Sunday, October 21, 2018

Southside First Economic Development Council taps UTSA to help with south San Antonio revitalization efforts

Southside First Economic Development Council taps UTSA to help with south San Antonio revitalization efforts

The UTSA Urban Future Lab and Southside First EDC are working on ways to revitalize the Quintana Road and Mission San Jose communities.

(July 26, 2018) -- In collaboration with Southside First Economic Development Council (SFEDC). The University of Texas at San Antonio (UTSA) Urban Future Lab – an interdisciplinary think-and-do-tank and research laboratory founded by UTSA Assistant Professor Antonio Petrov – is undertaking a pilot program on the Southside of San Antonio to foster social mobility and placemaking in the Mission San Jose and Quintana Road communities.

SFEDC was established in late 2016 by the South San Antonio Chamber of Commerce to catalyze revitalization efforts in San Antonio. Since that time, it has focused on growing the economy using a three-pronged approach. It (1) develops programs and facilitates partnerships to connect economic growth resources to Southside communities; (2) energizes and empowers business, neighborhoods and schools through economic events, workshops and marketing outreach; and (3) provides economic data, identifies indicators and advocates for solutions to support revitalization efforts for Southside business corridors and neighborhoods.

While its community-based development approach has made a positive impact, equity, mobility and income segregation studies continue to reflect a large disparity in Southside San Antonio.

In the Mission San Jose community, which has a population of 5,630, the median household income is $27,500. In the Quintana community, which has a population of 11,780, one third live below the poverty level and the median income is $25,636.

“San Antonio is a fast-growing city and, as the city faces north, something is getting left out” said Andrew Anguiano, SFEDC executive director. “In the south, for example, you have major economic assets like Port of San Antonio and you have a neighborhood next door – Quintana – that has a household income of $25K right next to it. The question is, why are these economic assets not activating the environment?”.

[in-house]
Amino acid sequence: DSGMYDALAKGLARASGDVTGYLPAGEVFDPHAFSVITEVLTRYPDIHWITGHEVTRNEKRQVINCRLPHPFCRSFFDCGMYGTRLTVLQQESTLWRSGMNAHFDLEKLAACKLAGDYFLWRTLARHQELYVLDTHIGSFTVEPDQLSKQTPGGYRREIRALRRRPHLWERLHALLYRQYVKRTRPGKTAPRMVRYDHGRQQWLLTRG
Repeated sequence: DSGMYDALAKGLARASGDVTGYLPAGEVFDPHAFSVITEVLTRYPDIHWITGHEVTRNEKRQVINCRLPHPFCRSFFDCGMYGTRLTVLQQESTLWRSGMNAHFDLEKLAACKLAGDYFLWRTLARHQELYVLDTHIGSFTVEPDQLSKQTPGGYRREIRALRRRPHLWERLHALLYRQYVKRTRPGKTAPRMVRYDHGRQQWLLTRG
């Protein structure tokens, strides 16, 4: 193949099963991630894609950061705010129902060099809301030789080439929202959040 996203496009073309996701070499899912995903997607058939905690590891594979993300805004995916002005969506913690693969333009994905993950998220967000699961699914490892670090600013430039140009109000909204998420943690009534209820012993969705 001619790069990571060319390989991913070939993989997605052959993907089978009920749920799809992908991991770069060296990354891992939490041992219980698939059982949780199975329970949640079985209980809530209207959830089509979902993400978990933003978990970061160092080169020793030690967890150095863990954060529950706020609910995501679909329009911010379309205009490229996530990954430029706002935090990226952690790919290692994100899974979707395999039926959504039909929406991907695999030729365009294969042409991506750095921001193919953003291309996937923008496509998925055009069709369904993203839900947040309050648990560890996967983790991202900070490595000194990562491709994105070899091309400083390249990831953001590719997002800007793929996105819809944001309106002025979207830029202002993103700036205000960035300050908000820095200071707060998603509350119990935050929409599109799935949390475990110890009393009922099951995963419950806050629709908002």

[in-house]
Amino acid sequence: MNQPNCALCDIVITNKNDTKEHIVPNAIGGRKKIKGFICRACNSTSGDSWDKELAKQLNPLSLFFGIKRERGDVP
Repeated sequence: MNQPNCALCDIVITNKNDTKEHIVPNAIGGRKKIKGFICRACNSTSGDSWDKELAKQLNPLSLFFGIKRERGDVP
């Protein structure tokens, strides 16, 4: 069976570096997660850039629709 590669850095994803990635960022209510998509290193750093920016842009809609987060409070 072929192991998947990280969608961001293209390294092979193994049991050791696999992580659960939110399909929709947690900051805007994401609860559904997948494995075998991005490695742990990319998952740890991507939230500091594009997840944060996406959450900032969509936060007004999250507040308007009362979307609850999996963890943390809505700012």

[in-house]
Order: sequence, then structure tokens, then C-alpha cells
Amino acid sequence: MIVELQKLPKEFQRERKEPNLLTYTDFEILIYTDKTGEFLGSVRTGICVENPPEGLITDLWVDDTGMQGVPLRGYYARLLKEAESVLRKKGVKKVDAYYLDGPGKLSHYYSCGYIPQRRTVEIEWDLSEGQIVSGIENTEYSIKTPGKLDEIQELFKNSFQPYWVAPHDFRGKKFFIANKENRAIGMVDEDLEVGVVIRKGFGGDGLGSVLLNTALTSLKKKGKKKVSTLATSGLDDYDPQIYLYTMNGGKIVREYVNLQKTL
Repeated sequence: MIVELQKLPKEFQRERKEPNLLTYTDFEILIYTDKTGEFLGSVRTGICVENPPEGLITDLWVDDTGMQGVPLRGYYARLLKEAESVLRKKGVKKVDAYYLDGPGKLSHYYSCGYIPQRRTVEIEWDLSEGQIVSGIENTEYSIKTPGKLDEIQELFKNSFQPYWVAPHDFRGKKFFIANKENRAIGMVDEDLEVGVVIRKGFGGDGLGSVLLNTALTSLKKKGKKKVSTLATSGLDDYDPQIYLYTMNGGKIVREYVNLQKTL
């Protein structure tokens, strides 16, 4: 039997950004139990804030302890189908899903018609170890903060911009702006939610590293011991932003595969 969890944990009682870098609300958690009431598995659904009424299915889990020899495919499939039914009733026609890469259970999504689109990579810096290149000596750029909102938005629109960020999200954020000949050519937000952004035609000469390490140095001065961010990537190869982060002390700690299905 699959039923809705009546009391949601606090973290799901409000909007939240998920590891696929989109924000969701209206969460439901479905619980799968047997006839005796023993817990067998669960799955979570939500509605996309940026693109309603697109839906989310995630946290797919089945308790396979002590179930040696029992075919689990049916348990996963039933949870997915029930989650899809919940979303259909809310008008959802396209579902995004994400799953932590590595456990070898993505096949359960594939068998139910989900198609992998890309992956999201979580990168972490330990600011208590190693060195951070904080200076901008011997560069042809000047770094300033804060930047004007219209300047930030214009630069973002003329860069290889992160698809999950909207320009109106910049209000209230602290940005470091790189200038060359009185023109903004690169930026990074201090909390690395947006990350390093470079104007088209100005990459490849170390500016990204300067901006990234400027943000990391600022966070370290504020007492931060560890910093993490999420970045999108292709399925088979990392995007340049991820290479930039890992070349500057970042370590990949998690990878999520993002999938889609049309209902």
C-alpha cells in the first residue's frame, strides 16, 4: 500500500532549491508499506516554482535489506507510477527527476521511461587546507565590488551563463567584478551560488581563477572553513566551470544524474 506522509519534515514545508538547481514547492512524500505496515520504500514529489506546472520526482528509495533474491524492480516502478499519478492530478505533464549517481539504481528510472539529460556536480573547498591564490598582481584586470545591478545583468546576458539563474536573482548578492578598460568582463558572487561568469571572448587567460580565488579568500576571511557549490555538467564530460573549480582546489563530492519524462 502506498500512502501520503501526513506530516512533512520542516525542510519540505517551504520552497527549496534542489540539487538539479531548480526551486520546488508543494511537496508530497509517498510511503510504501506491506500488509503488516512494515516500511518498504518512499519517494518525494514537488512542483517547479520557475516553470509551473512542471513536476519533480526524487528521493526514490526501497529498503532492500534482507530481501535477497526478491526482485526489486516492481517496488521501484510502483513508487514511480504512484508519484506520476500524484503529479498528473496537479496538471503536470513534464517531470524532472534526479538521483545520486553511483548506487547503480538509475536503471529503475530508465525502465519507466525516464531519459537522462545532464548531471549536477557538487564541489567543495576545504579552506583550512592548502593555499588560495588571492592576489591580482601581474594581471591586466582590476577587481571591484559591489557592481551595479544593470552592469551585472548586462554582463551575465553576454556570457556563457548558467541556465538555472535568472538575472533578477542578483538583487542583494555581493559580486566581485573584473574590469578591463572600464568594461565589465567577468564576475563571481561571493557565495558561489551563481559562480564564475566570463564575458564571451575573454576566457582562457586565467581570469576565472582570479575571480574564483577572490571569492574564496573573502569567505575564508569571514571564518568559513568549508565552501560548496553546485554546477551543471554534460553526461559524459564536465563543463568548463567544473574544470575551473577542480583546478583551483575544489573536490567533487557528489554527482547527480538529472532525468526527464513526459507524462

Anguiano called on UTSA researchers to help assess the challenge.

Petrov, along with visiting postdoctoral research fellows and UTSA College of Architecture, Construction and Planning students, has started addressing questions of inequity through community dialogues. In these dialogues, The Urban Future Lab and Southside First EDC are distinguishing between myths and solvable problems, while tapping into the communities’ existing entrepreneurial spirit.

A hybrid civic engagement approach is central to the effort. The Urban Future Lab is focusing on the physical and digital realms to gather increasingly personalized data from residents of the pilot communities to address the issues of digital, human and geographic inequity.

“Antonio Petrov is guiding us to re-evaluate the way we think about things. He is changing the mindset,” said Anguiano.

As founder of the Urban Future Lab, Petrov employs a “no-box” approach in addressing imminent issues affecting San Antonio such as infrastructure, housing, water, transportation, data analysis, education and equity. The researchers are taking a project-oriented and pragmatic approach in imaging and implementing initiatives for the future. Collaboration with city entities is integral to the partners’ mission to develop solutions for Southside residents and businesses.

The pilot program led by UTSA and Southside First EDC will produce a community-based strategy that outlines assets and resources to advance economic revitalization and community development. The partners will chart a path that translates the communities’ collective ambitions and visions into values, responsibilities, duties and aspirations to develop the mechanisms necessary to define a future trajectory.

“Based on the social, cultural, economic and political climate in San Antonio’s Southside, it seems many have accepted that mystery and assumptions inform the decisions that are made,” said Petrov. “Our hope is to begin conversations that identify solutions to improve the quality of life for Southside residents and businesses and for all of San Antonio.”

UTSA is ranked among the nation’s top five young universities, according to Times Higher Education. 

- Ingrid Wright


Learn more about UTSA’s new Urban Future Lab.

Learn more about UTSA professor Antonio Petrov.

Learn more about the UTSA College of Architecture, Construction and Planning.

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